When you hold an Original Plumbing zine in your hands, it’s easy to feel the weight of love and sweat that went into its creation. But with its website, video and text blogs, performances, and parties, Original Plumbing is more than a zine — it’s a movement.
OP, which recently printed its 6th issue, features stories, interviews, and photos of FTM and trans men from all walks of life. Original Plumbing has been compared to queer culture rags like BUTT for gay men, and GLU for women. Even as it’s become the premiere trans-male publication in the US, OP’s jagged, DIY edges can be seen in its staple-bound pages, bright tone, and offbeat attitude. OP is racy, intelligent, and has a goofy, enchanting sense of humor.
OP creators Amos Mac and Rocco Kayiatos run this multimedia operation in San Francisco. Since it’s first issue launched in Fall 2009 (which profiled the bedrooms and living spaces of several trans guys), Original Plumbing has gained a significant following of subscribers in the US and abroad.
Each issue covers a theme relevant to various experiences amongst FTMs and transmen. Past themes have included fashion, body hair, work and employment, and health and safer sex. The print zine and the website both provide information for folks looking for community, bars, safer sex advice, and other FTM-related events and stories.
In an interview, Amos Mac, photographer and editor in chief of OP, says they try to include the experiences and stories of trans men from a range of geographical locations, cultural, racial, and economic backgrounds. OP also spotlights trans men across the gender and sexuality spectrum including an array of identifications and gender presentations, some who use hormones and other who don’t, as well as non, pre, and post-op guys. The quarterly thus serves to document and showcase the culture and diversity of the trans-masculine community.
Yet within the pages of OP, one finds many transmen ages 20-35, tattooed, with plenty of quirk and pop-style. Often models and contributors hail from big cities, especially in New York and California. Occasionally, OP profiles transmen living in smaller cities outside the coastal queer hotspots. But it’s not surprising that most OP participants are located in big cities due to the high population of trans and queer folks in these places. And as a DIY effort, creators of OP are bound by time and funding constraints.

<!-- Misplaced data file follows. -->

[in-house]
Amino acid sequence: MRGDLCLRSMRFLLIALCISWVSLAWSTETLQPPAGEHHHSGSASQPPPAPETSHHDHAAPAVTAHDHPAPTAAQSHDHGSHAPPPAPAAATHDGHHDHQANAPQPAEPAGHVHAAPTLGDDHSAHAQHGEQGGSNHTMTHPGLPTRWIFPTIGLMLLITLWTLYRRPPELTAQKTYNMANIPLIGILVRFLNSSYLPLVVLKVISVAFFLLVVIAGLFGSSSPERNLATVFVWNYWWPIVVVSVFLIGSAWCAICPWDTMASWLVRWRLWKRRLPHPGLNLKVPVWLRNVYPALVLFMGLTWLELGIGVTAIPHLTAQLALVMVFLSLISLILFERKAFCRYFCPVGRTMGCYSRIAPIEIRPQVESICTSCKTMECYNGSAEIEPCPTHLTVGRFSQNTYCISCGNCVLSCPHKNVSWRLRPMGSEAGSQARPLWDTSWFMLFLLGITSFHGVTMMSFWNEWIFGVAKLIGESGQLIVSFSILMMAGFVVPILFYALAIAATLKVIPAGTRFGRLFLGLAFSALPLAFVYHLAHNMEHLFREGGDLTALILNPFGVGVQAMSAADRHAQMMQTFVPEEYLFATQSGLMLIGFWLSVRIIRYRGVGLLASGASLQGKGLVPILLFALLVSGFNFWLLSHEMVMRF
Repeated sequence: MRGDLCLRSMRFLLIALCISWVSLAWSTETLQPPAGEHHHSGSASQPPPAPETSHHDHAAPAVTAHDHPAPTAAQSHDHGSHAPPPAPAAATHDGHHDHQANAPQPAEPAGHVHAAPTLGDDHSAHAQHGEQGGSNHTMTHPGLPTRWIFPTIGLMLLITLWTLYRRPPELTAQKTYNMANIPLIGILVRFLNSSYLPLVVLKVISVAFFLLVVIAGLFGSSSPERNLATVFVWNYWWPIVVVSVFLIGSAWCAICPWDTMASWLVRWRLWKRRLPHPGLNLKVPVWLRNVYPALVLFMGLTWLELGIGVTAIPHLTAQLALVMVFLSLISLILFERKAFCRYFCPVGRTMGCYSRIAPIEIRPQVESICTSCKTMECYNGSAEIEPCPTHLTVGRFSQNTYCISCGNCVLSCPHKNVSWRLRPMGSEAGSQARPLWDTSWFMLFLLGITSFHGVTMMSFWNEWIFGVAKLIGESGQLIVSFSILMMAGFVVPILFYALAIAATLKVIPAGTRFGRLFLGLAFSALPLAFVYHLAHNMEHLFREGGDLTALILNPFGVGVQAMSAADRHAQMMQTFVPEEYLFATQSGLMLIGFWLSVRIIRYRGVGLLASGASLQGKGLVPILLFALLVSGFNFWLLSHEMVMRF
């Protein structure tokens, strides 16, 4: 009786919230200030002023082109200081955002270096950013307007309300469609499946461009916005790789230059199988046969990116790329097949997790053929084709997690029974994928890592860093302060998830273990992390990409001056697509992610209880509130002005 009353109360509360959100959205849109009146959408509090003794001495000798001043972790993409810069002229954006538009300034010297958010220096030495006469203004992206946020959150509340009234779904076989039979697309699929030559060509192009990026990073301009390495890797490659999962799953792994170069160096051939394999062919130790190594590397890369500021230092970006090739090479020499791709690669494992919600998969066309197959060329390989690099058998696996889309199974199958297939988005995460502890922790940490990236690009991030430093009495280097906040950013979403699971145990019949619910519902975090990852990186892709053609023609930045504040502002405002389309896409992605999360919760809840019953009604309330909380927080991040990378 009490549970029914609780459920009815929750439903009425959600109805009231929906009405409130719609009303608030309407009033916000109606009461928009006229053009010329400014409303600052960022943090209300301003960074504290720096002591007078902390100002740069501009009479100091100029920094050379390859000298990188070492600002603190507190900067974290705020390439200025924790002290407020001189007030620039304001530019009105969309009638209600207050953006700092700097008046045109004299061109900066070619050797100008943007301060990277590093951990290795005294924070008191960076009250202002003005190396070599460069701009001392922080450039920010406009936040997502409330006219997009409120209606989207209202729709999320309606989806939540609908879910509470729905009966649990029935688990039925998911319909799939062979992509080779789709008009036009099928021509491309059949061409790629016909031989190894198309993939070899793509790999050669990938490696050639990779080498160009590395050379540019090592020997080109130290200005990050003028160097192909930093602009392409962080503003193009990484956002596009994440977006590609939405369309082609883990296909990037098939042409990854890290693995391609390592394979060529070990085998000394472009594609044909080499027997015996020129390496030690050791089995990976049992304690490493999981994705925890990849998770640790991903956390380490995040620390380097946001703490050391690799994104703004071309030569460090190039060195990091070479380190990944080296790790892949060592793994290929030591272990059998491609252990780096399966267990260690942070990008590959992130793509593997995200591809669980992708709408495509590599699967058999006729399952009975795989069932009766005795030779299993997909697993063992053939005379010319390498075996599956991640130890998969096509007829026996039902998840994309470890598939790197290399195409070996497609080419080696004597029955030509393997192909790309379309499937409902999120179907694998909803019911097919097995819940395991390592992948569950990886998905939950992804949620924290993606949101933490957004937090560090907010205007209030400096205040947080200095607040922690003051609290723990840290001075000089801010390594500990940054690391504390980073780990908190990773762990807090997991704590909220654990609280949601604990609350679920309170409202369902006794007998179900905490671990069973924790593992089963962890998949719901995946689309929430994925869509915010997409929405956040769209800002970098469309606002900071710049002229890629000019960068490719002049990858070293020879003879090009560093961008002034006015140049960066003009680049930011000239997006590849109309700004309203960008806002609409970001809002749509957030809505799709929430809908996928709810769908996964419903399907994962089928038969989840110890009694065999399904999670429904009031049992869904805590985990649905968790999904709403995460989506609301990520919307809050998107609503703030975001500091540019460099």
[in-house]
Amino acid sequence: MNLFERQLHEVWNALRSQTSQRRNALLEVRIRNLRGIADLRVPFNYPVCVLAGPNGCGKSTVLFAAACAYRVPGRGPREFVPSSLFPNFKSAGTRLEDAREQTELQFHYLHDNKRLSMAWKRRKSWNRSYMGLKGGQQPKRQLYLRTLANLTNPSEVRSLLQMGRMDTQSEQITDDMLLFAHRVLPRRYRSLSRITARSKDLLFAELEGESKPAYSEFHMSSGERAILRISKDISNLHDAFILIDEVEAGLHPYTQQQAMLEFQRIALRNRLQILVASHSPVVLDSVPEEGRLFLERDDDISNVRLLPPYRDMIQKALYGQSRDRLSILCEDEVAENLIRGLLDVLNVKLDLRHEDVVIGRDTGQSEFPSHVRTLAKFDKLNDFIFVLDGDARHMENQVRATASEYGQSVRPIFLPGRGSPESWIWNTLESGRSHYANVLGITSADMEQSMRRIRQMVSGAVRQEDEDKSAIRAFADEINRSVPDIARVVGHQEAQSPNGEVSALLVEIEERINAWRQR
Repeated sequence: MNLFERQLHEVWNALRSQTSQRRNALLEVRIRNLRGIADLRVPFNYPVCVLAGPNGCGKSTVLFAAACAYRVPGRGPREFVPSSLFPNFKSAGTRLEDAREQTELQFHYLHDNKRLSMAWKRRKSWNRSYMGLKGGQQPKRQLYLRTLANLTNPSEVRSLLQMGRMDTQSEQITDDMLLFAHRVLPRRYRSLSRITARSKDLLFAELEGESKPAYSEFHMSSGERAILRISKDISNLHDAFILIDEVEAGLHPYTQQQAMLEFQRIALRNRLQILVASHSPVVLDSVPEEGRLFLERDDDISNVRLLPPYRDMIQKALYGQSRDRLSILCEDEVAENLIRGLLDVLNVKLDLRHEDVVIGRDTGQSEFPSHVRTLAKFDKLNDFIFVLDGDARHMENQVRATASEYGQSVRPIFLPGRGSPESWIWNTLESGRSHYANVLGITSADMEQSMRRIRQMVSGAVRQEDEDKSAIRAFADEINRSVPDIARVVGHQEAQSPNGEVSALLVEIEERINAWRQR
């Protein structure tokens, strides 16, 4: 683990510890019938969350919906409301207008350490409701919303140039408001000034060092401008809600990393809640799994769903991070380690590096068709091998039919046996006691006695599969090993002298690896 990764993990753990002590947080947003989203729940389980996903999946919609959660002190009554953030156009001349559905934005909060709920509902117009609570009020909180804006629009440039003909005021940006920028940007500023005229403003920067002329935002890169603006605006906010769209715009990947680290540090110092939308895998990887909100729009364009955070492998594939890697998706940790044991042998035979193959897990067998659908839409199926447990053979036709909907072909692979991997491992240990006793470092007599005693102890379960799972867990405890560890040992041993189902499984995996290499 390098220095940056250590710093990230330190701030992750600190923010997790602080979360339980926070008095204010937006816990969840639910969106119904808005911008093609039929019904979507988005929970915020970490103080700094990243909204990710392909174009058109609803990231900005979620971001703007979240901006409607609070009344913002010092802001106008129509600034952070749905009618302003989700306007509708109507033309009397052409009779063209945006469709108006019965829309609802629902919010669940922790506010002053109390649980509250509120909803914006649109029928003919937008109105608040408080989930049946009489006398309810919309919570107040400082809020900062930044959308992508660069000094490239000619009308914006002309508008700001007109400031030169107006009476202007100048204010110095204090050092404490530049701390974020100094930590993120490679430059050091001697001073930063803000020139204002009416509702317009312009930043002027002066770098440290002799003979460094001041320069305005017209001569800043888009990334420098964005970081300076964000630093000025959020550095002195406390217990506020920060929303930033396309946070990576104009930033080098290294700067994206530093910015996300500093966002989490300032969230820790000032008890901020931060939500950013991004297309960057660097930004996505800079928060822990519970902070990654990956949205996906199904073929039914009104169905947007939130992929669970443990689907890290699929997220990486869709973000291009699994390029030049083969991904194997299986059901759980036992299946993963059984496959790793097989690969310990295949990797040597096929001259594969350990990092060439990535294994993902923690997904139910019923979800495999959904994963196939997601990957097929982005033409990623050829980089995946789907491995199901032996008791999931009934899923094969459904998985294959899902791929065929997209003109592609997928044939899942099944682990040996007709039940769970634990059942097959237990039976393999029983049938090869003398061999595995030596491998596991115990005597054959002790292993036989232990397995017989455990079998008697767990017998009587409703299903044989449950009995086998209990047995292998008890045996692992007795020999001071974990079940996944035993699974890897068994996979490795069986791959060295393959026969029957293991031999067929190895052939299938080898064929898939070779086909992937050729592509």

One might imagine that as OP expands their subscriber base and distributes more widely, the diversity of participants will also increase and come out to participate in this unique chronicle of trans-masculine culture.
In addition to its documentation, OP also serves as a banner for the often-excluded “T” of the LGBTQ alphabet soup. “We’re definitely trying to give ourselves a voice and we’re trying to give these people in the magazine a voice… trying to get as much diversity and different experiences as possible,” Mac says.
He does shoots and interviews both in San Francisco and while traveling, and is constantly collecting material for future issues. While there is never a dearth of material, Mac notes that because the magazine is photo and interview-based, the content often depends on “who is willing to share what information and who is willing to be up front and wants to be out.”
“There are plenty of stories out there where people wouldn’t want to share, wouldn’t want to have their face to their name.” Yet still, Mac says, “I’m always surprised by who comes out of the woodwork and who wants to share a story.”
In addition to featured people, stories, and photos, the magazine includes advertisements for queer and trans-positive therapists, porn sites, acupuncture, clubs, sex shops, and new art and music by trans artists. While it might not normally be a noteworthy aspect of a magazine, the advertisements are part of what evidence and trace the shape of transmale culture and experience in this publication.
The trans-masculine community as we know it today has largely been built through online networks. This is one important reason why OP cannot exist only on the screen. In an interview with writer Johnny Murdoc, Mac says,
“I want it [OP] to take up space and for people to be able to rip out a page and hang it on their wall. I want it to be in a dusty box in the GLBT archives in 100 years. The internet houses information about Original Plumbing and promotes its existence and for that I am truly grateful, but having it be web-based only would never make me feel the way I do when I have a finished product in my hands or see it on a shelf.”
There is no shortage of excitement about this publication, which crosses uncharted territory in FTM trans, literary, and art scenes. Original Plumbing is made by and for trans masculine folks, and celebrates this sorely overlooked and underrepresented queer group.
Issue 6, themed “Schooled,” includes the artwork of Twiz Rimer, a photo spread featuring playful transmale representations of “school boys,” and high school recountings from James Douglas, Wyatt Austin, and Benji Delgadillo, 11th grade trans activist.
Original Plumbing is available at bookstores across the US, Australia, Germany, and Canada. Subscriptions, OP swag, and information about modeling or writing submissions are available at www.originalplumbing.com.